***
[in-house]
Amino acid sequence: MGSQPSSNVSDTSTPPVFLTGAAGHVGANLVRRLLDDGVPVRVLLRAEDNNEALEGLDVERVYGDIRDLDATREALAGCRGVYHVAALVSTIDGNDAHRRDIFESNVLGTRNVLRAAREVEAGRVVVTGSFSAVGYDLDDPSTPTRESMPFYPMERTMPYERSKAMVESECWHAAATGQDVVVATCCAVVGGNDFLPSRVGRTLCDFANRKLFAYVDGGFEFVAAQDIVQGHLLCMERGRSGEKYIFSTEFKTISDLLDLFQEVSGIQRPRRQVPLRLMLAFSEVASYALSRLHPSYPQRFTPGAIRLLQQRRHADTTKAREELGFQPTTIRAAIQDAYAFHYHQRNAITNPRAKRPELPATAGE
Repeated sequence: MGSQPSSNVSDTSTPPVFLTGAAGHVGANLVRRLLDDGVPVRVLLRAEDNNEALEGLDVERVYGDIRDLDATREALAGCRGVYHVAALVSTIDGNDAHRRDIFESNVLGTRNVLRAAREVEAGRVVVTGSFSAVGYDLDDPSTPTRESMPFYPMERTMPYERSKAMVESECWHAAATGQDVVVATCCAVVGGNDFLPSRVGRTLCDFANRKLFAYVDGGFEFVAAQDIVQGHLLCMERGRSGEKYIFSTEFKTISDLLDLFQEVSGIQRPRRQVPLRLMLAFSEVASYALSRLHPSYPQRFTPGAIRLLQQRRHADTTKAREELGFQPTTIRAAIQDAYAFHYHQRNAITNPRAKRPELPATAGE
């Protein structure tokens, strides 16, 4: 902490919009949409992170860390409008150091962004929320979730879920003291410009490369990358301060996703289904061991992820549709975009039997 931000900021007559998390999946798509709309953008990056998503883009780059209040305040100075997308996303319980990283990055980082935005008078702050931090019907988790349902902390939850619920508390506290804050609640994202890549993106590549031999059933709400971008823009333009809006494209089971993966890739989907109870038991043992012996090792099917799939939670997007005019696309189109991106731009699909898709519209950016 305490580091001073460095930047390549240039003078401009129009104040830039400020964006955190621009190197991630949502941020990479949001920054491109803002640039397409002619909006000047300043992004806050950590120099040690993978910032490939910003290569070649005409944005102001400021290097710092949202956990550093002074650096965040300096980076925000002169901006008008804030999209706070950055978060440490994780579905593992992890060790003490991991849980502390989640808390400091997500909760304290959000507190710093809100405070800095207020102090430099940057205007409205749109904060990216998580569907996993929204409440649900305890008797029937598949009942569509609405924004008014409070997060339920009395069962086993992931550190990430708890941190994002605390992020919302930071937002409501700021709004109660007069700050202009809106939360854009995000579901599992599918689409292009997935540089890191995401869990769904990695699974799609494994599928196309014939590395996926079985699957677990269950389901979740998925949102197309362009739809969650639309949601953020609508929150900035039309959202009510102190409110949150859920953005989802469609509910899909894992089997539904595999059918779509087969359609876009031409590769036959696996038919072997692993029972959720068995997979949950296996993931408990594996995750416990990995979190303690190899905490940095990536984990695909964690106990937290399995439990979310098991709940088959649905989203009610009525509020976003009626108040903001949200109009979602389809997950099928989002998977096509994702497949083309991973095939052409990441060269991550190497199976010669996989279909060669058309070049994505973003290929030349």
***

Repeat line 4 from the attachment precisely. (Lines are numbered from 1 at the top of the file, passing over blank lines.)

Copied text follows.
């Protein structure tokens, strides 16, 4: 902490919009949409992170860390409008150091962004929320979730879920003291410009490369990358301060996703289904061991992820549709975009039997 931000900021007559998390999946798509709309953008990056998503883009780059209040305040100075997308996303319980990283990055980082935005008078702050931090019907988790349902902390939850619920508390506290804050609640994202890549993106590549031999059933709400971008823009333009809006494209089971993966890739989907109870038991043992012996090792099917799939939670997007005019696309189109991106731009699909898709519209950016 305490580091001073460095930047390549240039003078401009129009104040830039400020964006955190621009190197991630949502941020990479949001920054491109803002640039397409002619909006000047300043992004806050950590120099040690993978910032490939910003290569070649005409944005102001400021290097710092949202956990550093002074650096965040300096980076925000002169901006008008804030999209706070950055978060440490994780579905593992992890060790003490991991849980502390989640808390400091997500909760304290959000507190710093809100405070800095207020102090430099940057205007409205749109904060990216998580569907996993929204409440649900305890008797029937598949009942569509609405924004008014409070997060339920009395069962086993992931550190990430708890941190994002605390992020919302930071937002409501700021709004109660007069700050202009809106939360854009995000579901599992599918689409292009997935540089890191995401869990769904990695699974799609494994599928196309014939590395996926079985699957677990269950389901979740998925949102197309362009739809969650639309949601953020609508929150900035039309959202009510102190409110949150859920953005989802469609509910899909894992089997539904595999059918779509087969359609876009031409590769036959696996038919072997692993029972959720068995997979949950296996993931408990594996995750416990990995979190303690190899905490940095990536984990695909964690106990937290399995439990979310098991709940088959649905989203009610009525509020976003009626108040903001949200109009979602389809997950099928989002998977096509994702497949083309991973095939052409990441060269991550190497199976010669996989279909060669058309070049994505973003290929030349």